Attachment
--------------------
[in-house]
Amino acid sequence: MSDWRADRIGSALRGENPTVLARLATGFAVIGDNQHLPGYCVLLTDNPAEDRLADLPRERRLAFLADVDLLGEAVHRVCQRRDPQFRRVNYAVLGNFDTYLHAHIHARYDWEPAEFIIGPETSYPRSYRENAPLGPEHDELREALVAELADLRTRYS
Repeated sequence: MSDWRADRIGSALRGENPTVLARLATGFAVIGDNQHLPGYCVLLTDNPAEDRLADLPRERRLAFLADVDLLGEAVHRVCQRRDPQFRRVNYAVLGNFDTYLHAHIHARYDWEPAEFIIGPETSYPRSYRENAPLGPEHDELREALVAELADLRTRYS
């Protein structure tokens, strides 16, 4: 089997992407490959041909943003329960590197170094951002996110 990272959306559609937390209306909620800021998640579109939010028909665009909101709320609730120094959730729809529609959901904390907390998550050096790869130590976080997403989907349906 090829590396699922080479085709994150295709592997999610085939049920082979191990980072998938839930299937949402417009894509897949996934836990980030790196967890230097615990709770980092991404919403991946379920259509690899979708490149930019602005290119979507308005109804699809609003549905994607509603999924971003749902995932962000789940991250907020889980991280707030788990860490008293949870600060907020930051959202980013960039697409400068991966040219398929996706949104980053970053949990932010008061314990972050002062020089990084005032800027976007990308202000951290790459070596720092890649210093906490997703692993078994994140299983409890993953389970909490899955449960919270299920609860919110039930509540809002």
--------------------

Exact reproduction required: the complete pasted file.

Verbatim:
[in-house]
Amino acid sequence: MSDWRADRIGSALRGENPTVLARLATGFAVIGDNQHLPGYCVLLTDNPAEDRLADLPRERRLAFLADVDLLGEAVHRVCQRRDPQFRRVNYAVLGNFDTYLHAHIHARYDWEPAEFIIGPETSYPRSYRENAPLGPEHDELREALVAELADLRTRYS
Repeated sequence: MSDWRADRIGSALRGENPTVLARLATGFAVIGDNQHLPGYCVLLTDNPAEDRLADLPRERRLAFLADVDLLGEAVHRVCQRRDPQFRRVNYAVLGNFDTYLHAHIHARYDWEPAEFIIGPETSYPRSYRENAPLGPEHDELREALVAELADLRTRYS
């Protein structure tokens, strides 16, 4: 089997992407490959041909943003329960590197170094951002996110 990272959306559609937390209306909620800021998640579109939010028909665009909101709320609730120094959730729809529609959901904390907390998550050096790869130590976080997403989907349906 090829590396699922080479085709994150295709592997999610085939049920082979191990980072998938839930299937949402417009894509897949996934836990980030790196967890230097615990709770980092991404919403991946379920259509690899979708490149930019602005290119979507308005109804699809609003549905994607509603999924971003749902995932962000789940991250907020889980991280707030788990860490008293949870600060907020930051959202980013960039697409400068991966040219398929996706949104980053970053949990932010008061314990972050002062020089990084005032800027976007990308202000951290790459070596720092890649210093906490997703692993078994994140299983409890993953389970909490899955449960919270299920609860919110039930509540809002």